The main room of Pablo Helguera’s solo show ‘Librería Donceles’ (Donceles Bookshop, 2013) comprised a deceptively simple ruse: a simulation of a second-hand bookshop that actually was a second-hand bookshop. A bookshop with no particular specialism – it contained everything from literature to lullabies, catalogues to calculus – save that every volume was in Spanish. The traffic of the world's largest online book retailer aptly evokes the immense flow of the Amazon river yet, at Kent Fine Art, other kinds of browsers paddled a quieter backwater in Librería Donceles, named in honour of a street in Mexico City blessed with a row of second-hand book havens.
Helguera had amassed and shipped around 10,000 books for the project, mostly from his native Mexico, by seeking donations or trading in exchange for art works, and an ‘Ex Libris’ label in every volume acknowledged each book’s former owner. Among the shelves, one labelled ‘Libros Amorosamente Forrados’ hosted books ‘lovingly lined’ with protective covers by their previous owners, while ‘Filosofía de Tercera’ redeemed some marvellous examples of ‘third-rate’ philosophy. As a stick in the mud against the rising tide of the e-book, as well as the used-book trade’s surge towards the corporatized Internet, Helguera’s pay-what-you-like bookshop delighted in the technology of ‘legacy’ publishing and reading.While Librería Donceles celebrated distracted browsing and the permanence of the printed word, its broader sociopolitical ambitions paralleled a book’s dispersal with diaspora and immigration. Although nearly three million Hispanic people live in New York, for the duration of the exhibition it was the only Spanish-language second-hand bookstore in the city. With an improbable location in a commercial gallery in Chelsea, Helguera’s project was not so easily soluble as a form of community outreach had it been sited in a public museum – as Helguera, who is Director of Adult and Academic Programs at the Museum of Modern Art, well knew. In a more granular way, it pointedly questioned who is being marginalized by what type of culture and, moreover, where the linguistic margins – or between-the-bilingual-lines – might be drawn.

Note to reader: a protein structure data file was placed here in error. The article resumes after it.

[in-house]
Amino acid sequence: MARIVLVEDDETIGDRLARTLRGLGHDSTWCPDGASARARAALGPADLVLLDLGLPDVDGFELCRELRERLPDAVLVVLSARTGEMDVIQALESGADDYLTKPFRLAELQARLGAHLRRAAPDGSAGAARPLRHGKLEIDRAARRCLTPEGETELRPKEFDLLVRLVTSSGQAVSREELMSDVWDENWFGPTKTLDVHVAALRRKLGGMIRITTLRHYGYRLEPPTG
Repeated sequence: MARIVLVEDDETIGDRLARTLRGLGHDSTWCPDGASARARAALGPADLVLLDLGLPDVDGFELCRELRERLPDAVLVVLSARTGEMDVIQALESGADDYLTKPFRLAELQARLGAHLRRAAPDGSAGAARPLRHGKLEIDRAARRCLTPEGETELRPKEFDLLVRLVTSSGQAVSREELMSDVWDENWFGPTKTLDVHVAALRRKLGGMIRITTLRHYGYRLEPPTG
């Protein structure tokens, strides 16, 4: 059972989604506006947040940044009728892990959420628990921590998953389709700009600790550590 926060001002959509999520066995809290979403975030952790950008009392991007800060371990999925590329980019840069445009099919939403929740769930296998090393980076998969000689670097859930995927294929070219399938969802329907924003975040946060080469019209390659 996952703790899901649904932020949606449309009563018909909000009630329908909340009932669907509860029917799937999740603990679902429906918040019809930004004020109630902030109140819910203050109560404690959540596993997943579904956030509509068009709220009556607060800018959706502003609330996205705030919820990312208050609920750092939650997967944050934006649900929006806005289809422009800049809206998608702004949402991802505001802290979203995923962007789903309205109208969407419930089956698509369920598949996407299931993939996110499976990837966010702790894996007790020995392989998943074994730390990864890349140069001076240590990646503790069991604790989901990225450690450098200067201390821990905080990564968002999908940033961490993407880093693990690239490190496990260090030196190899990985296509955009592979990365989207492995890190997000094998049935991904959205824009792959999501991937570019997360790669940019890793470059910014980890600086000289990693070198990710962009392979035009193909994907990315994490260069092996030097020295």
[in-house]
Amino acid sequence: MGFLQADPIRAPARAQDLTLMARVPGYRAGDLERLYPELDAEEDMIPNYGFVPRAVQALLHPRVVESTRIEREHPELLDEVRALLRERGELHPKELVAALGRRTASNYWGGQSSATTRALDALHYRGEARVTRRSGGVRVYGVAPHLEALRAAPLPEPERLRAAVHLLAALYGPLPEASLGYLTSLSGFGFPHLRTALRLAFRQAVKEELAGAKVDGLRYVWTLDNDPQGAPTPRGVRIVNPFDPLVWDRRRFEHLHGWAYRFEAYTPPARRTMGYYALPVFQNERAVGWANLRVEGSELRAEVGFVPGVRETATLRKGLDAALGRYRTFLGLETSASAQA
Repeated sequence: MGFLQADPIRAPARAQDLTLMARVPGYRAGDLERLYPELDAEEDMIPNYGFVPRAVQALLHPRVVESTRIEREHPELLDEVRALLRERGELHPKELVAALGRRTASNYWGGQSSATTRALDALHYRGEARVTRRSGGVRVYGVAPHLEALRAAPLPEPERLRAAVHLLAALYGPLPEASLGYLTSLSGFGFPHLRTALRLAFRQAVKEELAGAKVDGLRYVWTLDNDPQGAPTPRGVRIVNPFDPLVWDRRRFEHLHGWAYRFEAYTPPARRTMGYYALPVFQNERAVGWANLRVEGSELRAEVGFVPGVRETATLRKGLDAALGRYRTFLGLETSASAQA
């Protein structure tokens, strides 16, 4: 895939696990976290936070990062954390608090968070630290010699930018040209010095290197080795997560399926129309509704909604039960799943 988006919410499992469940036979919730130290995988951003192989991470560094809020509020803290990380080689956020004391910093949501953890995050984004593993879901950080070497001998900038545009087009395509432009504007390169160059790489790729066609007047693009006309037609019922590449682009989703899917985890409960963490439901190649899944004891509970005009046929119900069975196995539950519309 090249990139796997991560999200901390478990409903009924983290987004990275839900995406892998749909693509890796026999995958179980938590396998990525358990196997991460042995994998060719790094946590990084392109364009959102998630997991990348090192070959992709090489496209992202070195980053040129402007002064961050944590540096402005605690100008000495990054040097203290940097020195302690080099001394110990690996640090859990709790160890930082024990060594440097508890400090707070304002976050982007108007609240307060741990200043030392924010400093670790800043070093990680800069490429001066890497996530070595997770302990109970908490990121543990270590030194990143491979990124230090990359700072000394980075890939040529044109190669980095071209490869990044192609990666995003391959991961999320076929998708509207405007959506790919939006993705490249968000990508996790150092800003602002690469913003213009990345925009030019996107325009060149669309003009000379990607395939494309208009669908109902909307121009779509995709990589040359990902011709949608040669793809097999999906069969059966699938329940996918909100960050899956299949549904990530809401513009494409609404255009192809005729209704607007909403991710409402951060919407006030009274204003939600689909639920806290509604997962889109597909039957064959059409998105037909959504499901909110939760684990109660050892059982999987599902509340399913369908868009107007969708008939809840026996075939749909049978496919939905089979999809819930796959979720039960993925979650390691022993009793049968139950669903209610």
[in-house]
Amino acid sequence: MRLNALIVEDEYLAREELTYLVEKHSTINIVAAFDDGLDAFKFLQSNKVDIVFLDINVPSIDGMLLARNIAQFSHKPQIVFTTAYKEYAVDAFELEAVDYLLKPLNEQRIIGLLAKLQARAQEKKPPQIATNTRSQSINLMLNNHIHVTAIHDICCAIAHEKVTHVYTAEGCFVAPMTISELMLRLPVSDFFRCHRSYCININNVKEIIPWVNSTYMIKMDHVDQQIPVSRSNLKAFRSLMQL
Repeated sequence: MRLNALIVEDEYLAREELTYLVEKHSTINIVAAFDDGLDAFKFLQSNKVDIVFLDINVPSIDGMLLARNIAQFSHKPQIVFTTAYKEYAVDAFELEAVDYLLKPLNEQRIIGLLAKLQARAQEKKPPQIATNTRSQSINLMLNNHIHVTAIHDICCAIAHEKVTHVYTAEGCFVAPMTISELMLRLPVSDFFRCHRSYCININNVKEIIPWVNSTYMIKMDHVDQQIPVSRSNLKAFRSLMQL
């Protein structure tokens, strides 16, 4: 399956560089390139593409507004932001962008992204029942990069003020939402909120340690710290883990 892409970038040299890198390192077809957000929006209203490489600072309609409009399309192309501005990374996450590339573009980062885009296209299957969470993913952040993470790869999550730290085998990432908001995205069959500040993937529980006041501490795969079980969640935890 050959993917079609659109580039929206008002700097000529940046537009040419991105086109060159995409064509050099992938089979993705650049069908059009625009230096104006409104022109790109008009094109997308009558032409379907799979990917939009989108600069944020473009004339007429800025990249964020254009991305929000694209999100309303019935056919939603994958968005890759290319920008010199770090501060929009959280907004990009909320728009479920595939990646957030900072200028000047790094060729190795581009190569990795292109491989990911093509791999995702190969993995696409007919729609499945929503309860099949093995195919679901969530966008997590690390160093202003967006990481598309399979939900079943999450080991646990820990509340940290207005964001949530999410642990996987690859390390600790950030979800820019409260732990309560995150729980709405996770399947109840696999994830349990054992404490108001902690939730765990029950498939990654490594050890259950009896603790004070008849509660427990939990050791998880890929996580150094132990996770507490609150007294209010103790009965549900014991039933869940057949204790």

Of the three other works installed beyond the shelves of Librería Donceles, On the Future of Art (2013) acted as a bibliographical coda to the bookshop's shuffling of language and belonging. Through three rows of words and pictures, a table of 35mm slides and two wall-mounted books, Helguera related the story of how the Spanish version of the 1969 book On the Future of Art had compelled him towards a career as an artist and educator, only years later discovering during his time managing the Guggenheim’s public programmes that the book’s author, Edward F. Fry, had held the same job at the museum decades before. As Helguera writes in the wonderful curatorial vignettes that comprise What in the World (2010) (a shelf of his prolific writings also featured in the exhibition), ‘collectively or individually, we are responsible for giving meaning and value to objects, and as such we operate at home like curators operate in museum’. Likewise, with its stress on the written word in the form of powerful objects which change hands throughout their lives and journeys, Librería Donceles similarly unbound the distinctions between the sentimental or serendipitous and the idea of an official cultural heritage, and between our domestic bookshelves and the very notion of art’s public programme.